Release Date: 08.25.98
Record label: Warner Bros.
Genre(s): Classical, Jazz
Old School Jive
by: bill aicher
Quality, quality stuff. These guys are still the "Kings of Gangsta Bop." RCR is not about being "hip" - the swing thing is what they do. You wanna talk about the old school guys, these are the ones. The Revue has been around since before the days of Cherry Poppin' Daddies and Big Bad Voodoo Daddy (this is their fourth release). That, in itself is no reason to get excited, except that the fact that these guys continue to kick ass - album after album.
The Contender is Royal Crown Revue's latest CD, and their first release since swing made it big. They are in a whole new ballpark here, with the other big names to compete against if they want to win the hearts of America. Surprisingly, they do not seem to care very much. There is no difference in their musical style on this album as compared to their earlier stuff - they didn't sell out. RCR's love for the classics is what puts them in a class all their own.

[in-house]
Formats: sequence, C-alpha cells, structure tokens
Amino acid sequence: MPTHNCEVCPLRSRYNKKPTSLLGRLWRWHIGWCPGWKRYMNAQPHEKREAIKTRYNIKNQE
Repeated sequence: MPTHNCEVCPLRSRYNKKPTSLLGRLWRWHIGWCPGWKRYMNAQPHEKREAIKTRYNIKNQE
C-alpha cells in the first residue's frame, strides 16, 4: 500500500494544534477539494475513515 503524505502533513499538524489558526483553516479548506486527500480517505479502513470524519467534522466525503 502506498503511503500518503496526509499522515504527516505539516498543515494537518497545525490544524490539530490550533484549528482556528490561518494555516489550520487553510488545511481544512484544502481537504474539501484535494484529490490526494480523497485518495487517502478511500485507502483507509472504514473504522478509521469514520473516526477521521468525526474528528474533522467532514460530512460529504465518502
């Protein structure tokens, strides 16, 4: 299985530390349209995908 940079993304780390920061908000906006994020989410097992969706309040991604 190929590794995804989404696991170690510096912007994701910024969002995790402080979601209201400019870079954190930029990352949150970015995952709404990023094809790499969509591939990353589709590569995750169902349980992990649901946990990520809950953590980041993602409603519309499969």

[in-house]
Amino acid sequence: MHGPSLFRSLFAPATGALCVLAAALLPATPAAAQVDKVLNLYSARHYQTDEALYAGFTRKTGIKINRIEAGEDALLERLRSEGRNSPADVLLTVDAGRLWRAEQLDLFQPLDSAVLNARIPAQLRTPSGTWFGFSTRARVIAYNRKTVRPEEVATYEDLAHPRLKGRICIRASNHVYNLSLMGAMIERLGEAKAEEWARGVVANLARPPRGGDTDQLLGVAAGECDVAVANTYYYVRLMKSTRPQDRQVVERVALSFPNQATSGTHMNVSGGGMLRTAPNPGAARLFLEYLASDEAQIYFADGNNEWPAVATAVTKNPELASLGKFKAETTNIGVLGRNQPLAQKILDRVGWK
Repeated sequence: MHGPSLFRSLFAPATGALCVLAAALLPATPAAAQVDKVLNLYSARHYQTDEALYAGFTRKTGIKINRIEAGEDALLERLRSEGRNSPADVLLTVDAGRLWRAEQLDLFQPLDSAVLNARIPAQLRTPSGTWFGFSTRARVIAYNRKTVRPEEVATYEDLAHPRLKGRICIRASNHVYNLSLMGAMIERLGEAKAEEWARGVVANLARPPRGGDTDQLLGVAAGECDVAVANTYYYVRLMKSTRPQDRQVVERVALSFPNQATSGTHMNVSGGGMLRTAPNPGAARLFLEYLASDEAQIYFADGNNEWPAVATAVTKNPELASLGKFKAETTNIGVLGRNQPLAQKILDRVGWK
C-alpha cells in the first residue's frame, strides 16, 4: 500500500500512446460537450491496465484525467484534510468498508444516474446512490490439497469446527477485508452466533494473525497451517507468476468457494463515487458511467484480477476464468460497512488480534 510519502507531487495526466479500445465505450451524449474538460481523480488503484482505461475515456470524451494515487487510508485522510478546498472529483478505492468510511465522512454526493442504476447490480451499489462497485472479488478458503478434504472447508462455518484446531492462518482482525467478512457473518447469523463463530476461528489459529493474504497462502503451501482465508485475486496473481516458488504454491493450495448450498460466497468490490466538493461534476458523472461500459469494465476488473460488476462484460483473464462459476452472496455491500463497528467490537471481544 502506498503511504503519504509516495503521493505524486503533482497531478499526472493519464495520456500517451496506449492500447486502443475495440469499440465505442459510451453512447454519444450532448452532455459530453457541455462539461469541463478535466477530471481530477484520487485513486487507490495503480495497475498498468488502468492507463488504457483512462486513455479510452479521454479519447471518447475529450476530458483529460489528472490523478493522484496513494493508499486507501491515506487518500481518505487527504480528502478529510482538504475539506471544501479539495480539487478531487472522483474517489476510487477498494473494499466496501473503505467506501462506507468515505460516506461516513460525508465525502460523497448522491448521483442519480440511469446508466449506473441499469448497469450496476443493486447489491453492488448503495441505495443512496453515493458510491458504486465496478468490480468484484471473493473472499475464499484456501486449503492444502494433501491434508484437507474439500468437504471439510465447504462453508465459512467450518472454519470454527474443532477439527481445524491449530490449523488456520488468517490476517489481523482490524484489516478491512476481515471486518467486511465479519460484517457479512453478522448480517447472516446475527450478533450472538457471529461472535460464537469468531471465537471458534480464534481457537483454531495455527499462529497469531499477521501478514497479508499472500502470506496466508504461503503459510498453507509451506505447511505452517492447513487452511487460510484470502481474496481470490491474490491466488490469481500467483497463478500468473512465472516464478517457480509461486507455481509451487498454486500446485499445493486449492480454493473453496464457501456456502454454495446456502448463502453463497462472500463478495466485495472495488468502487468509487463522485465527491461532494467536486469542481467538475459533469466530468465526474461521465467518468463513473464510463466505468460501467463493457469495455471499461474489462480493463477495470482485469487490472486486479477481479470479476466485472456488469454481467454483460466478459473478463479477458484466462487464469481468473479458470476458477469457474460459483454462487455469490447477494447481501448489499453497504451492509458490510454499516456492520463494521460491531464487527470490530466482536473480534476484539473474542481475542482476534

This album is a mix of new and old material. A lot of the tracks are new compositions by RCR itself, but their are a few tracks from the old days. Their covers of such classics as "Stormy Weather", "Morning Light", and Dizzy Gillespie's immortal "Salt Peanuts" are my favorites on this disc. It is great to see bands that appreciate the fine art of years past - and RCR does excellent versions of these songs. Each of the songs has little twists and personalizations to make it more than a simple cover, but an interpretation as well.
Their original works shine through. Their personal style differs from that of Big Bad Voodoo Daddy and Cherry Poppin' Daddies in the general feeling of their music. Nothing on here screams "I'm Swing-Pop, play me on the radio!" - instead we have a lounge-jazz style that still has enough swing to it to encourage you to move. Other tracks are closer to a power-swing, reminiscent of late 30's era big band. Yet others have a salsa beat - like "Port-Au-Prince". Nothing here is produced to be a hit, instead it is produced to be great music. The trumpet rips and sax solos are like nothing you will find on the pop-stars of the 90s swing revolution. Like I said earlier, they were around for quite awhile and have been the inspiration of many followers. I only hope they don't get so big a fan following as to make it impossible to dance at their shows. I really hate going to a swing band and being so crowded that I can barely move my arms. Kind of defeats the purpose, don't you think?